What did this child learn about old people in 1979? What was the teacher aiming to achieve with a project on Old People? A 12-year-old’s cover page shows drawings of false teeth, walking stick and some comical old people—including one who is belting along at top speed. As for the words chosen for the cover page: deaf! sad! Happy 99th! weak! wrinkled! bald!
The Q&A test about old people shows a more balanced view emerging. Here’s a sample:
So far I’ve acquired three of the old people’s problems he mentions: problems with seeing, hearing, and winning Olympics. It’s nice that he also names these qualities of old people: experience, wisdom, and understanding.
This 12-year-old knew his four grandparents. He considered them kind and thoughtful, and worried about one grandmother who was badly afflicted by arthritis.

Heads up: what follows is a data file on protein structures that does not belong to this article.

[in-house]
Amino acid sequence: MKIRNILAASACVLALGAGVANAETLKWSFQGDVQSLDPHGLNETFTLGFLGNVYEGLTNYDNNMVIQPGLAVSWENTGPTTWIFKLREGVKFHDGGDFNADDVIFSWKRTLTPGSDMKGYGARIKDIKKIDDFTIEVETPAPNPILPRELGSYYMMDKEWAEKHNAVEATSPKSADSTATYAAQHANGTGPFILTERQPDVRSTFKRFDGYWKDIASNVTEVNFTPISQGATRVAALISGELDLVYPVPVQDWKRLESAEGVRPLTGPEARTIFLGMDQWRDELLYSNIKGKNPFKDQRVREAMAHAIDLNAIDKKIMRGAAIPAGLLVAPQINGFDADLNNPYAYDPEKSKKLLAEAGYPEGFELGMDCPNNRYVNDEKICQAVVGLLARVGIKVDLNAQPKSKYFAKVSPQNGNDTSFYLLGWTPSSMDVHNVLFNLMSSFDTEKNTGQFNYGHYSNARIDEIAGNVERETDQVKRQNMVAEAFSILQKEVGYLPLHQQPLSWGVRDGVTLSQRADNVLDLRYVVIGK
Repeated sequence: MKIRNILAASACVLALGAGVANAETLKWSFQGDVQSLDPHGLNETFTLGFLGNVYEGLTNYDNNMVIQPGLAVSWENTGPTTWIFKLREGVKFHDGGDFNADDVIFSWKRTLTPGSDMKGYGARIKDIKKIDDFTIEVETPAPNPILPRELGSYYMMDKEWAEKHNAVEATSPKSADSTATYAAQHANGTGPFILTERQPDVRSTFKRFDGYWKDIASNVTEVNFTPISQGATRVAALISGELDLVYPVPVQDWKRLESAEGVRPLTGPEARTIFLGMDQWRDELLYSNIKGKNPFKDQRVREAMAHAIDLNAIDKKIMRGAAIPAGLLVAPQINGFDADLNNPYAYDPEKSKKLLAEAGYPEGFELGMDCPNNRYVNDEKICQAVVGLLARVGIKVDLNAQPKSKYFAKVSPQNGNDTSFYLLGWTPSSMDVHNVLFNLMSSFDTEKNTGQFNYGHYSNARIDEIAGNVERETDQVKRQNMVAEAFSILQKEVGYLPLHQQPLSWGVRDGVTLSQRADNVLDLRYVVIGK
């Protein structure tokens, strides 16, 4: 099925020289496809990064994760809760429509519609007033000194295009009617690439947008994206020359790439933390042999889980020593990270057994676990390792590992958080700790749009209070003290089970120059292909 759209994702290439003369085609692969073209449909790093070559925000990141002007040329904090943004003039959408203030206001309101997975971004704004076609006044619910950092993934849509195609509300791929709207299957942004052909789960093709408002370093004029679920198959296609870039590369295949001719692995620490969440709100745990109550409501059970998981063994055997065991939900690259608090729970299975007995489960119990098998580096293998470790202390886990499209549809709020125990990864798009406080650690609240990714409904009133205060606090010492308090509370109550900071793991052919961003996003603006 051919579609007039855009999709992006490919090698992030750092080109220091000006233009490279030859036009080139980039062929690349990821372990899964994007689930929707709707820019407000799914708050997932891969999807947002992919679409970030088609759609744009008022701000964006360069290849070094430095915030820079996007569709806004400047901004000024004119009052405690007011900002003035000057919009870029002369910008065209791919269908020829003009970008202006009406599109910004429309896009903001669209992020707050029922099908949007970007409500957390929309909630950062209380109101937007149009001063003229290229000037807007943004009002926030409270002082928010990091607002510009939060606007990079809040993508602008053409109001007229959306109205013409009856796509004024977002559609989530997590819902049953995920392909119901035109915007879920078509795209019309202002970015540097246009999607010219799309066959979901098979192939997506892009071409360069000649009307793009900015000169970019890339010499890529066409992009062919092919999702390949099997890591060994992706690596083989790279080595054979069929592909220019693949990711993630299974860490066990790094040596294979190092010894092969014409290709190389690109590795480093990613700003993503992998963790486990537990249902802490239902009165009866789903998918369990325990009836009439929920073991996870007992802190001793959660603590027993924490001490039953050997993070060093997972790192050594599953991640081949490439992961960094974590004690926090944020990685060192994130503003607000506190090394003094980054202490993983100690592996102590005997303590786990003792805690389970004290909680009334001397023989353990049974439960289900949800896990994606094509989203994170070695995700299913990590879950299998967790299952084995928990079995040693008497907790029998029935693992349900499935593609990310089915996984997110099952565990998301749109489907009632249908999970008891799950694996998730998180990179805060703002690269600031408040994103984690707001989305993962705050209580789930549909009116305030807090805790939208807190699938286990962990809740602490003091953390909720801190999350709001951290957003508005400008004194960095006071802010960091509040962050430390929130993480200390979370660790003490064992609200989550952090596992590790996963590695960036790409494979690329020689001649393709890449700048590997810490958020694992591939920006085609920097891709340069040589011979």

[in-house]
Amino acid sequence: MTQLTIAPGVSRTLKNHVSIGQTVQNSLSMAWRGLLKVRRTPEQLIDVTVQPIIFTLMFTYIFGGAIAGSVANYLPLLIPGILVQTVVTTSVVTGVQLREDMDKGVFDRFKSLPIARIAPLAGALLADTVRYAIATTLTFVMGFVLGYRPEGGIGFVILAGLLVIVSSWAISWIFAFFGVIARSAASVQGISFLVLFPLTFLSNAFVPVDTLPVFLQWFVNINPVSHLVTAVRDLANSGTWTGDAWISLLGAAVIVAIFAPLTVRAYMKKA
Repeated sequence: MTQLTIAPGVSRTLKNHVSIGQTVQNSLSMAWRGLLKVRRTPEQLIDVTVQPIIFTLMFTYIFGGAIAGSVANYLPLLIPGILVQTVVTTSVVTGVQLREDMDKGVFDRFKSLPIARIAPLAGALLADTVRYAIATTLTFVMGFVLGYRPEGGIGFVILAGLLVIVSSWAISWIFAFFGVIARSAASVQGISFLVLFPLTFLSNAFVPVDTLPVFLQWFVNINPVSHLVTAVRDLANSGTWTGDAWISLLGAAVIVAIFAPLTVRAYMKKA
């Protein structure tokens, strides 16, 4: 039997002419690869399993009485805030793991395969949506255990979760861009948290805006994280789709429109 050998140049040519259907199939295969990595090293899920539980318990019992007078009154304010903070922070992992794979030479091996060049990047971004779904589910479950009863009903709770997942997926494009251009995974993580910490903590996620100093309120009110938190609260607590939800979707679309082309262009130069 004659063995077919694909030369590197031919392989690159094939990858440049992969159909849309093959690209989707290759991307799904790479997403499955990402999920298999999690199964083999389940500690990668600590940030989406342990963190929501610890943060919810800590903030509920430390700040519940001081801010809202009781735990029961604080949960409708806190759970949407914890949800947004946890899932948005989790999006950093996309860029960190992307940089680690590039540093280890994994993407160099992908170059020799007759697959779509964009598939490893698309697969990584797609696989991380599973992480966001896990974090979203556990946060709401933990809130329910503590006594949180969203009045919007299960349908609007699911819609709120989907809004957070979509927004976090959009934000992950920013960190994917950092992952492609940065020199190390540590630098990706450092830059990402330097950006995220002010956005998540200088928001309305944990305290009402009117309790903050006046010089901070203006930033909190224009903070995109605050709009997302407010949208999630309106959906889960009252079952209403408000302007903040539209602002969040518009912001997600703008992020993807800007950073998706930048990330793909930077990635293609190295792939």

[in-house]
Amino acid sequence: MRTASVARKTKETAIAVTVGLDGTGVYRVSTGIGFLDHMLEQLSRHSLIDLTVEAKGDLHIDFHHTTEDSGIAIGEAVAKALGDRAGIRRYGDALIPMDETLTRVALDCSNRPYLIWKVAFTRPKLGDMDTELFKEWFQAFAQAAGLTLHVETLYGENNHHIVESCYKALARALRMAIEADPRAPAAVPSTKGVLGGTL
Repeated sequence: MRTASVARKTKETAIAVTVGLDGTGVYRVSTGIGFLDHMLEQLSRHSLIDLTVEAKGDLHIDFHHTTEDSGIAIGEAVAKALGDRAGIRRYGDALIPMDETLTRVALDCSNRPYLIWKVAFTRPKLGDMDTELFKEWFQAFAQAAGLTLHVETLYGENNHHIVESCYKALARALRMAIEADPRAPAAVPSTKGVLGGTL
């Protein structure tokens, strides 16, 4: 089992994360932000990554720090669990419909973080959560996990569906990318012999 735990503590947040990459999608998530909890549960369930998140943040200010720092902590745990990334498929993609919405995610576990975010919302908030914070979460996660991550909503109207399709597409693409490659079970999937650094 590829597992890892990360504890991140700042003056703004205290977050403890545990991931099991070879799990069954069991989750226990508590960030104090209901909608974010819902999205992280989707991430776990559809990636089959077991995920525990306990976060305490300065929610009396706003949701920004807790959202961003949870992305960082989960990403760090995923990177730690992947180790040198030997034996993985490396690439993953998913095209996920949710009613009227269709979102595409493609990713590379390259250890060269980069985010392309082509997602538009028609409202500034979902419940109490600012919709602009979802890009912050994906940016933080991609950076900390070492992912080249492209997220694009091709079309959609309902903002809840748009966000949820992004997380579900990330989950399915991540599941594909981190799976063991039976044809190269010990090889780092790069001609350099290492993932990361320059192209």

The writer is now in his 50s. Funny how that happens. Knowing my vested interest in old age, he passed his old schoolbook on to me. He is now a kind and thoughtful person himself. (He always was.) Also, very funny. (He always was.)
Have you got any such treasures stashed in a cupboard somewhere? So much has changed in the classroom. But the people in the classroom are still learning, thinking, playing by the rules where they must and stretching the rules when they can.